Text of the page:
How a tweet or two can help your wellbeing

My article, as published in Estates Gazette 20 November 2020: https://www.egi.co.uk/news/how-a-tweet-or-two-can-help-your-wellbeing/

Social media tools have undoubtedly changed the way we communicate with each other. A new form of communication that allowed us to be connected to friends, family and strangers, sharing and consuming all forms of information.

But there is a debate about whether social media has a positive or negative impact on our souls and mental health. It would not take any of us long to find something negative about it. The ability for everyone to give an opinion on anything is always going to create tension. I’d argue, though, that if used correctly social media has the power to really support us in a positive way.

In June 2020 I wrote a comment in EG, talking about the impact Covid-19 would have on the nation’s mental health. I now sit here some months later thinking about those parts of my day that have kept me positive – one of them is social media. Remember, social media is still in its relative infancy – it is key for us all to understand how to use it productively and responsibly. For me, it’s been a positive tool that has aided my mental health over the last few months.

Interacting online

There are a few reasons behind this. Firstly, working from home for large parts of recent months has reduced my interaction with people. My energy is built from interactions – social energy, so to speak – and staying connected on social media has allowed me to replace some of those day-to-day conversations you would ordinarily have.

Second, the biggest positive side of social media to me is how many relationships I have built and nurtured through the use of it. It has allowed “human connection” to be strengthened, with existing relationships and new connections made. New connections with individuals who have similar interests (for me, construction) and hobbies (for me, cooking and gardening) that have enabled conversation virtually on specific topics – which have, on occasion, resulted in phone or video conversations.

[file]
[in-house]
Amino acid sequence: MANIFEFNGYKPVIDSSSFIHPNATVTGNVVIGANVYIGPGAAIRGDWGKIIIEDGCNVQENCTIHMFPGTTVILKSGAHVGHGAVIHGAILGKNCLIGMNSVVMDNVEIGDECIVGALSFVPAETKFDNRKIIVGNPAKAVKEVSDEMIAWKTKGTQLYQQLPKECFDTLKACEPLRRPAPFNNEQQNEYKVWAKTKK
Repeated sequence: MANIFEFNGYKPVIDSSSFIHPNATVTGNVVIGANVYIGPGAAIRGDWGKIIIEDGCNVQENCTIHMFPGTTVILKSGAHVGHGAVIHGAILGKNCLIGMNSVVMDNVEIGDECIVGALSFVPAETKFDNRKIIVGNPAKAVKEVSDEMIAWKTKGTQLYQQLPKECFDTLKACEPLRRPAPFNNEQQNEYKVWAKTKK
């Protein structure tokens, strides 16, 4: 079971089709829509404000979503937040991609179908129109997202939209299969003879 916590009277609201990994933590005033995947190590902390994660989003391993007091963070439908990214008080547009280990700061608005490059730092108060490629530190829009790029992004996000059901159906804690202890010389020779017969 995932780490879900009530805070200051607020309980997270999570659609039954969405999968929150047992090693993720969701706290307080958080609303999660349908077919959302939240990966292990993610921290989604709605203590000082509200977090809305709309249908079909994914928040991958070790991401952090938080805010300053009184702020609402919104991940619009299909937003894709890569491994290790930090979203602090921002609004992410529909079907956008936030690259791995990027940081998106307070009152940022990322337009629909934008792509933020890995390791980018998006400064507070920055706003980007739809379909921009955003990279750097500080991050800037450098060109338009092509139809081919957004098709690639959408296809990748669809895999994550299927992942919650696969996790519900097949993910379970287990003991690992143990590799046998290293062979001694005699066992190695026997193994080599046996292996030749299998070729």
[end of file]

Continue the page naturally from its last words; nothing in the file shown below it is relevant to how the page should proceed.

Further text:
Next, as someone with mental health challenges I find social media a vast source of information that allows me to see how people manage similar challenges. This has allowed me to find relevant podcasts and articles, but also “top tips”. The information offered by these tools, and the speed at which I can access them, undoubtedly makes me more productive (and surely must for others). This has been particularly key recently with World Mental Health Day and contributing to discussions both internally and externally on the topic.

Finally, linking to the above, I personally find talking about my challenges over social media easier than in the real world – however, social media has made it easier for me to talk more openly in face-to-face situations. Using social media as a mechanism to share my thoughts and receiving positive and supportive feedback has really motivated me to share more in my personal and professional life. This has benefited others too – colleagues and friends – in allowing them to become more open as well.

Everything in moderation

Whether you consider social media to be healthy or unhealthy is directly linked to how it is used. Like most things in life, if used incorrectly it will have a negative impact. A key is always to use social media sensibly.

Ensure when using the tools they are used constructively and in moderation. I certainly find setting aside time during the day keeps me focused – it helps maintain a healthy use.

Despite my positive sentiment above, like most things in life we need to manage how we use social media and ensure we are using it in a healthy way. Adopting a healthy digital diet involves spending time away from connected electronic devices, such as your smartphone – and therefore limiting your usage of social media. It doesn’t mean avoiding these devices altogether, but it might be useful to set boundaries for when and how you use devices, so you can balance their use with other important aspects of your life.

At PwC we have developed a free guide to digital dieting: PwC – Guide to Digital Dieting. 

Everyone will manage their usage of social media in different ways, but the key message is making sure that you use sensibly and in moderation.

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